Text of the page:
The delivery of 200 round of ammunition for the KNIL Mauser rifles to their soldiers in Merauke required export permission and before that was given the paperwork for it had gone passed the Australian Departments of Agriculture, Army, Attorney General and External Territories.

On the Dutch side politics played a key role. Already before the war there was a steady development for more independence for NEI. The ministerial team that fled NEI lead by Hubert van Mook was one of the leaders of this group. They wanted to establish an organisation in Australia to look after NEI affairs. The Dutch Government in Exile in London was very wary of the possibility that this would be used to obtain more independence. The Dutch wanted all key decisions re NEI to be made in London and van Mook and his 2nd in charge van der Plas were rapidly moved from Australia to London to stop any movement towards more independence. He wouldn’t be able to return to Australia until September 1944 when he was appointed to lead the NEI Government-in-Exile, which replaced the NEI Commission. 

An example of the bureaucracy in action here was the chartering of Dutch ships by the US and Australia. The Dutch in London were adamant that they would make such decisions and that negotiations should take place in London and not in Australia. The process dragged on for months, in the end the NEI Commission was given permission to handle the allocation, which the did in close cooperation with the KPM (see below) – being the owner of the ships , based in Sydney .

Australia wanted to have much closer relations with NEI, being its neighbour to the north. It also saw an opportunity to increase its influence in NEI because if the war situation. This led to a diplomatic tug-of-war between Australia and the Netherlands about diplomatic positions.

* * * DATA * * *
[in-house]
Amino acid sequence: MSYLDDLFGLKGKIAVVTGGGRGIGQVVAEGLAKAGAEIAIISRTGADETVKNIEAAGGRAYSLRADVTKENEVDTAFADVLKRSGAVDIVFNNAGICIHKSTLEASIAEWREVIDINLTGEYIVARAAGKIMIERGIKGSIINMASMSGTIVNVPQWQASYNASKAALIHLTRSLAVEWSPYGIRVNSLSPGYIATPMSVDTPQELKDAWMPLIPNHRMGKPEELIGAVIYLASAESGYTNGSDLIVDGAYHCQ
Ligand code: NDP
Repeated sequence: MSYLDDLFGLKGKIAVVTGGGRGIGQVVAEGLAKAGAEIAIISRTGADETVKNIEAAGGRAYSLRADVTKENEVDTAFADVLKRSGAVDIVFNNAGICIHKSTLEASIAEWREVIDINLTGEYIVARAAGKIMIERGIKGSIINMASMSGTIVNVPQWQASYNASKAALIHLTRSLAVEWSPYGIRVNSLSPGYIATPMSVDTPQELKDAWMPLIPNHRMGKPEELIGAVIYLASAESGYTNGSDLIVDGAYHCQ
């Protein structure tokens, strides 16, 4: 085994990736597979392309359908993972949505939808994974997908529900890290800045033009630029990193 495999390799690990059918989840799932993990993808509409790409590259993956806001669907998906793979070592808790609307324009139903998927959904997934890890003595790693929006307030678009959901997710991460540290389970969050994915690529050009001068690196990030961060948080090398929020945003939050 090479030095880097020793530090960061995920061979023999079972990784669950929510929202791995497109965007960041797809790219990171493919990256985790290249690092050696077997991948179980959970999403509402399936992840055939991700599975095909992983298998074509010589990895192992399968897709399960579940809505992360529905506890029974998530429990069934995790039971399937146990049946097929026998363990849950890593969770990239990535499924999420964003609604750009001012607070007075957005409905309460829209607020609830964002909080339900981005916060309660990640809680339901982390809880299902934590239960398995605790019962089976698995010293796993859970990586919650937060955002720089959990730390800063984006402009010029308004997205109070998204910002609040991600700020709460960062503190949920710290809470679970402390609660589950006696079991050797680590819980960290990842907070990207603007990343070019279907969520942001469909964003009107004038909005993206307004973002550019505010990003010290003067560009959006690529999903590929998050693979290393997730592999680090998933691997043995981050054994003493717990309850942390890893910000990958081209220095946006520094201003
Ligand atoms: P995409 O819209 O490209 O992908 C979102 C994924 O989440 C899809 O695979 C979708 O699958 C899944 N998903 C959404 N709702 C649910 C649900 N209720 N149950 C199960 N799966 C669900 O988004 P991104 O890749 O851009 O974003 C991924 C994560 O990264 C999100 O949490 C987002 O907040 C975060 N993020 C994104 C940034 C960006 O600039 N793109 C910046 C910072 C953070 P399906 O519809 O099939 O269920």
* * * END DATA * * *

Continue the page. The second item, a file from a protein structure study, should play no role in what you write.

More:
While all these issues played out, the overarching cooperation between Australia and the Netherlands remained very strong. Australia went out of the way to assist the Dutch and their hospitality was very much appreciated on all levels of the Dutch and NEI communities.

All of these issues are extensively covered in Jack Ford’s above mentioned book.

Collaboration start bearing fruits

Even as Australia was unable to claim all of the NEI military equipment the additions they received were a very welcome edition to Australia’s under resourced. Contractual arrangements led to a range of combined forces.

In all over 100 Dutch aircraft were transferred to the RAAF. This made a significant difference to Australia’s air force capability. This happened at a time when it was nearly impossible to obtain any air craft from the US or Britain. Four NEI air squadrons were formed from ML-KNIL personnel, under the auspices of the Royal Australian Air Force, with Australian ground staff, they were known as the RAAF-NEI squadrons. This greatly improved the overall Dutch-Australian war effort.